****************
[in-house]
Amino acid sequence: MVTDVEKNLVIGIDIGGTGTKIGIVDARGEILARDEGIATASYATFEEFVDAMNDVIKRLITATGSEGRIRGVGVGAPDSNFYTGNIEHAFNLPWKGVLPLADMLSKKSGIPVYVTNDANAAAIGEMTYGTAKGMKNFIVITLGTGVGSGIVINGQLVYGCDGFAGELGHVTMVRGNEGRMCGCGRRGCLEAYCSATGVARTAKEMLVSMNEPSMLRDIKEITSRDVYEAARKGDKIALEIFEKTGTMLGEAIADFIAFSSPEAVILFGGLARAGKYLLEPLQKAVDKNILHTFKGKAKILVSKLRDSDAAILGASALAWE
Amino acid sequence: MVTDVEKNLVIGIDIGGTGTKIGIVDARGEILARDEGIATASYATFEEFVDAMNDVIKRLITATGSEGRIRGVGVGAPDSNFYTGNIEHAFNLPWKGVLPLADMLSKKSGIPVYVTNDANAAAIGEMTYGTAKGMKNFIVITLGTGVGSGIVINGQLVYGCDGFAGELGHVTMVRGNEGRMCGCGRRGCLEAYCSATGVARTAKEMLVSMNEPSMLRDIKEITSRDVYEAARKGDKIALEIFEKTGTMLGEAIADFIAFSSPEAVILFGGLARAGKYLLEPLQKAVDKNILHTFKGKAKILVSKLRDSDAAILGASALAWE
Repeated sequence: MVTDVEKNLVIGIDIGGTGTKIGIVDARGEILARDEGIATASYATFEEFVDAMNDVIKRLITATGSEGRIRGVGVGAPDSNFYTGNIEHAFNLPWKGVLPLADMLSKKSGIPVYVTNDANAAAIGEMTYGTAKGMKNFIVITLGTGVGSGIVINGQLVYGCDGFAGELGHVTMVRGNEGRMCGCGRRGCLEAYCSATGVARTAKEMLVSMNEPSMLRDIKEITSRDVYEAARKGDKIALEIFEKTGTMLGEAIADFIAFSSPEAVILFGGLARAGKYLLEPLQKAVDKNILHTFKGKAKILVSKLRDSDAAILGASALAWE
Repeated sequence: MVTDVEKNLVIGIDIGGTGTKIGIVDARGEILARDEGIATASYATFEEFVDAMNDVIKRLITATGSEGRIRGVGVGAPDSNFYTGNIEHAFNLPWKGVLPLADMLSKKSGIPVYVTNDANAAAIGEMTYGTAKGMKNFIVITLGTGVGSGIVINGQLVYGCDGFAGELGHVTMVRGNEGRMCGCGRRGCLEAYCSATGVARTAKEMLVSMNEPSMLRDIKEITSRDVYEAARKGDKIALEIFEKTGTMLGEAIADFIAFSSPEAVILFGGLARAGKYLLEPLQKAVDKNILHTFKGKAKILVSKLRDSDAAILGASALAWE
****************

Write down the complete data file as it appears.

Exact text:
[in-house]
Amino acid sequence: MVTDVEKNLVIGIDIGGTGTKIGIVDARGEILARDEGIATASYATFEEFVDAMNDVIKRLITATGSEGRIRGVGVGAPDSNFYTGNIEHAFNLPWKGVLPLADMLSKKSGIPVYVTNDANAAAIGEMTYGTAKGMKNFIVITLGTGVGSGIVINGQLVYGCDGFAGELGHVTMVRGNEGRMCGCGRRGCLEAYCSATGVARTAKEMLVSMNEPSMLRDIKEITSRDVYEAARKGDKIALEIFEKTGTMLGEAIADFIAFSSPEAVILFGGLARAGKYLLEPLQKAVDKNILHTFKGKAKILVSKLRDSDAAILGASALAWE
Amino acid sequence: MVTDVEKNLVIGIDIGGTGTKIGIVDARGEILARDEGIATASYATFEEFVDAMNDVIKRLITATGSEGRIRGVGVGAPDSNFYTGNIEHAFNLPWKGVLPLADMLSKKSGIPVYVTNDANAAAIGEMTYGTAKGMKNFIVITLGTGVGSGIVINGQLVYGCDGFAGELGHVTMVRGNEGRMCGCGRRGCLEAYCSATGVARTAKEMLVSMNEPSMLRDIKEITSRDVYEAARKGDKIALEIFEKTGTMLGEAIADFIAFSSPEAVILFGGLARAGKYLLEPLQKAVDKNILHTFKGKAKILVSKLRDSDAAILGASALAWE
Repeated sequence: MVTDVEKNLVIGIDIGGTGTKIGIVDARGEILARDEGIATASYATFEEFVDAMNDVIKRLITATGSEGRIRGVGVGAPDSNFYTGNIEHAFNLPWKGVLPLADMLSKKSGIPVYVTNDANAAAIGEMTYGTAKGMKNFIVITLGTGVGSGIVINGQLVYGCDGFAGELGHVTMVRGNEGRMCGCGRRGCLEAYCSATGVARTAKEMLVSMNEPSMLRDIKEITSRDVYEAARKGDKIALEIFEKTGTMLGEAIADFIAFSSPEAVILFGGLARAGKYLLEPLQKAVDKNILHTFKGKAKILVSKLRDSDAAILGASALAWE
Repeated sequence: MVTDVEKNLVIGIDIGGTGTKIGIVDARGEILARDEGIATASYATFEEFVDAMNDVIKRLITATGSEGRIRGVGVGAPDSNFYTGNIEHAFNLPWKGVLPLADMLSKKSGIPVYVTNDANAAAIGEMTYGTAKGMKNFIVITLGTGVGSGIVINGQLVYGCDGFAGELGHVTMVRGNEGRMCGCGRRGCLEAYCSATGVARTAKEMLVSMNEPSMLRDIKEITSRDVYEAARKGDKIALEIFEKTGTMLGEAIADFIAFSSPEAVILFGGLARAGKYLLEPLQKAVDKNILHTFKGKAKILVSKLRDSDAAILGASALAWE